Interestingly, all of the most significant human families are expansions (Figure 2). If large expansions in family size are more likely the result of natural selection than are large contractions [23], [44], then our results suggest that many of the significant changes in human are due to adaptive evolution. While this does not mean that any single gene gain or loss has not been driven by natural selection, it does indicate that gene gain may be a likely instrument of adaptation. It should be noted, however, that large expansions in the size of gene families could also be due to either increased rates of gene duplication via mutation in individual families, or some form of relaxed selection that allows for increased rates of fixation of duplicate genes. We favor an interpretation of positive selection, though definitive evidence will have to await further studies.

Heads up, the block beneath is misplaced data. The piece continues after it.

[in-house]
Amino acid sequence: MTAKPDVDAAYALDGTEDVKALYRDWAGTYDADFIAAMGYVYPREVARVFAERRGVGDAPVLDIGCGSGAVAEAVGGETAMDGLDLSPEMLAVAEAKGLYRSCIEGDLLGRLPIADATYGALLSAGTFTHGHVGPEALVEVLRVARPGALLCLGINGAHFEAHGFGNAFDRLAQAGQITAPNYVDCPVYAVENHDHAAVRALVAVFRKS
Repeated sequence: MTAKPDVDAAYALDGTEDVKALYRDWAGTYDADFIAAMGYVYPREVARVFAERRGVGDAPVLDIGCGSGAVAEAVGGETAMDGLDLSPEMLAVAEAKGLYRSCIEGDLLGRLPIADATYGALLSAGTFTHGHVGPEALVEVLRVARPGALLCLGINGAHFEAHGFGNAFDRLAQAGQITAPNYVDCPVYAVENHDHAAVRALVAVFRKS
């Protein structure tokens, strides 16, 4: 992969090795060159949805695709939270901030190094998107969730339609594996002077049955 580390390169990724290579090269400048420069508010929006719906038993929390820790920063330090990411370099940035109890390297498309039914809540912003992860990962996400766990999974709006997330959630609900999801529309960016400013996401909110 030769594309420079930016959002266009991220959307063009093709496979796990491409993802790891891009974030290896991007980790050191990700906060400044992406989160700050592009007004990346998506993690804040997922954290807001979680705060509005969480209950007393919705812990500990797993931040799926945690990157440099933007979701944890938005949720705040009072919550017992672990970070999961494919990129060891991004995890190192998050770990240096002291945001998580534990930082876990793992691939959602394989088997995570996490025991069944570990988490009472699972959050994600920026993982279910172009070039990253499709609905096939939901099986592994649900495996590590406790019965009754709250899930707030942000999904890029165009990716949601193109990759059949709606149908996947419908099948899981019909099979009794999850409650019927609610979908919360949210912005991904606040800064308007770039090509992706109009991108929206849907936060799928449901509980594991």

In contrast to the potential for gene family expansion via natural selection, there is a well-documented loss of olfactory receptors (ORs) in primates that may be due to relaxed selection on odorant perception coincident with the acquisition of trichromatic vision [45]; relaxed selection may also be responsible for large losses in other families. Significant contractions of OR gene families are also found by our analyses, and thus act as a positive control for the statistical methodology used here. Olfactory receptors are the largest gene superfamily in mammals, with each subfamily being responsible for detecting hundreds of odor molecules [17], [46]. In humans and chimpanzees it is known that most ORs are present in the genome as non-functional pseudogenes [47]. This is reflected in the distribution of genes in the extant genomes, where the rodent species have more than twice as many OR genes as the primate species: dog (539), rat (1,192), mouse (1,128), chimpanzee (335), human (494). In our analysis 18 of 26 OR sub-families contain significant changes in size (Figure 2). For each of the families, highly unlikely changes occur on more than one branch. The MRCA of mammals is inferred to have had 660 ORs total, and the predominant pattern has been one of expansions in rodents and contractions in primates. This agrees with recent results showing that differences between humans and mice are a result of both accelerated loss in humans and addition of functional OR genes in mice [48].